A renowned New York playwright is enticed to California to write for the movies and discovers the hellish truth of Hollywood.
16 May Barton Fink (1991)
I’ll Show You the World of the Mind
Any Coen film is worth traveling to see. All of them are enterprises about the enterprise of film-making or writing, but you never know what little side voyage we’re going on, what creases of creation we’re exploring.
In this case, instead of playing with a genre, they play with the writing itself. Rather, they depict the mind of a writer as a hotel, an Aristotelian arrangement of cubbyholes into which one sets up shop.
This is their most self-referential work to date: Writing about writing; pictures about pictures, wrestling about wrestling (with a biblical Jacob thrown in); various forces at work for control of his (and other’s) head; work about working people. Investigation; queries. And love about death as depicted by a drunken Faulkner (and his lover/ amanuensis who orgasmicly dies).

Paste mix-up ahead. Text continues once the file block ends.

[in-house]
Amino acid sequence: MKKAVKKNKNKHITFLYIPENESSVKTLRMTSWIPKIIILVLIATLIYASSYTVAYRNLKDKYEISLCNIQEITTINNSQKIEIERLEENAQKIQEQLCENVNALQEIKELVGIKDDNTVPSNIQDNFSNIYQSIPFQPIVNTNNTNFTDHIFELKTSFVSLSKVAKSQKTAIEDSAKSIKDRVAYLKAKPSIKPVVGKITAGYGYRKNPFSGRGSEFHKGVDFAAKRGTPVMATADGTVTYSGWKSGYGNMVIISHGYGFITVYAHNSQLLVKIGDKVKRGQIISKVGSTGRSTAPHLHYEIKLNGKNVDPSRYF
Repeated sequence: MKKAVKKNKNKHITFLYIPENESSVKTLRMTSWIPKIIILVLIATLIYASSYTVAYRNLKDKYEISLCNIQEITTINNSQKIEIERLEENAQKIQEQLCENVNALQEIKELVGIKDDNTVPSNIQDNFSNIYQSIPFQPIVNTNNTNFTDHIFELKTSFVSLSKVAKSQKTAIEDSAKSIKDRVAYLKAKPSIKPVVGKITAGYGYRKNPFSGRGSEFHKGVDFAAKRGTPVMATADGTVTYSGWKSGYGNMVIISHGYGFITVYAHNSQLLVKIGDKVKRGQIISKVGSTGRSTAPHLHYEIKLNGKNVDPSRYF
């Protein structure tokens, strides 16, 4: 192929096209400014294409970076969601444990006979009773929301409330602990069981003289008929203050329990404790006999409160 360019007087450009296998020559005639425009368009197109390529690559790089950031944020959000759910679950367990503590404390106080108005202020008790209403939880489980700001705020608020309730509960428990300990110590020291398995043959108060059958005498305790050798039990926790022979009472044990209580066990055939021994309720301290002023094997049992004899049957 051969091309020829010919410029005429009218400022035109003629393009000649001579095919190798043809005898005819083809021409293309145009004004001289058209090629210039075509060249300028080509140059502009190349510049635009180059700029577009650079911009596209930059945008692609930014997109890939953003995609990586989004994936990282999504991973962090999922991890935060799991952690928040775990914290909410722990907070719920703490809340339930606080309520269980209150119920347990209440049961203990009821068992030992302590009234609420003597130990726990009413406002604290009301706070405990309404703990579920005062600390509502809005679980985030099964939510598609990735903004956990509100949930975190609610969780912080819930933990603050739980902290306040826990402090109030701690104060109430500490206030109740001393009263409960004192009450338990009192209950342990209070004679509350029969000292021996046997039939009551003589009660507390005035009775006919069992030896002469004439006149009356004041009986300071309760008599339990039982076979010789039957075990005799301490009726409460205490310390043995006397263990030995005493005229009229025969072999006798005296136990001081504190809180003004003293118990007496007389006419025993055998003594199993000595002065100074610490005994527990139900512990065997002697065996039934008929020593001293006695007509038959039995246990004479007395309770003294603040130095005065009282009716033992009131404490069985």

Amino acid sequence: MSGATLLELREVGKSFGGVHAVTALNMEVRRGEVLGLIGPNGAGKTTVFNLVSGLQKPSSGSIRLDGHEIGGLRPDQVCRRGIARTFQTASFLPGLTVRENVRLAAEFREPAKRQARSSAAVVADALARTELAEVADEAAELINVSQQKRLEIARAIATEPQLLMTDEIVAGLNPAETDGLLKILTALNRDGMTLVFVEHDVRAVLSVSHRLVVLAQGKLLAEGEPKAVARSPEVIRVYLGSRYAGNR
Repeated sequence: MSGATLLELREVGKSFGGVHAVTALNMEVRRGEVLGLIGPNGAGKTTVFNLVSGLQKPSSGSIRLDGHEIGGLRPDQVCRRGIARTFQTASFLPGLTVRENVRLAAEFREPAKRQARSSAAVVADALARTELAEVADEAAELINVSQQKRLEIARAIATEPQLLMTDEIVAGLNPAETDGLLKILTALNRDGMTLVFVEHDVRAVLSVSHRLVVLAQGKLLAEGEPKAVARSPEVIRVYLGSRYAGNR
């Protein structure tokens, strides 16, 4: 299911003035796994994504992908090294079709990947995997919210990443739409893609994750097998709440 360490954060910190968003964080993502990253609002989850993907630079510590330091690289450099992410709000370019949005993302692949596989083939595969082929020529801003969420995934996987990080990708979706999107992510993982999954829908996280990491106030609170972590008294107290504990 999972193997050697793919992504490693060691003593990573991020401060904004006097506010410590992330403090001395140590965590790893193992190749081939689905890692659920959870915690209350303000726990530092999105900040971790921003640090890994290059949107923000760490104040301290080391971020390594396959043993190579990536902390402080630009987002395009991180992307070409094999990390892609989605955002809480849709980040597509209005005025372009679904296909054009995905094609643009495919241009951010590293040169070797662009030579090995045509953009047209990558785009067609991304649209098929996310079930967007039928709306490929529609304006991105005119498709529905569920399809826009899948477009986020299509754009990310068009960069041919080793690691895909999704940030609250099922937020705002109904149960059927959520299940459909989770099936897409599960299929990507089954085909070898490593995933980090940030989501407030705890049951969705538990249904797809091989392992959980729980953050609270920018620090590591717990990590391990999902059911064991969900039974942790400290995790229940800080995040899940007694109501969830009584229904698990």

Along the way, trademarked satire of the industry and war. Only one false scene: a bar fight.
I think it is fun, but am thankful that they needed to do this only once. Now we can turn to the more nuanced folding within genres.
Posted in 2005
Ted’s Evaluation — 3 of 3: Worth watching.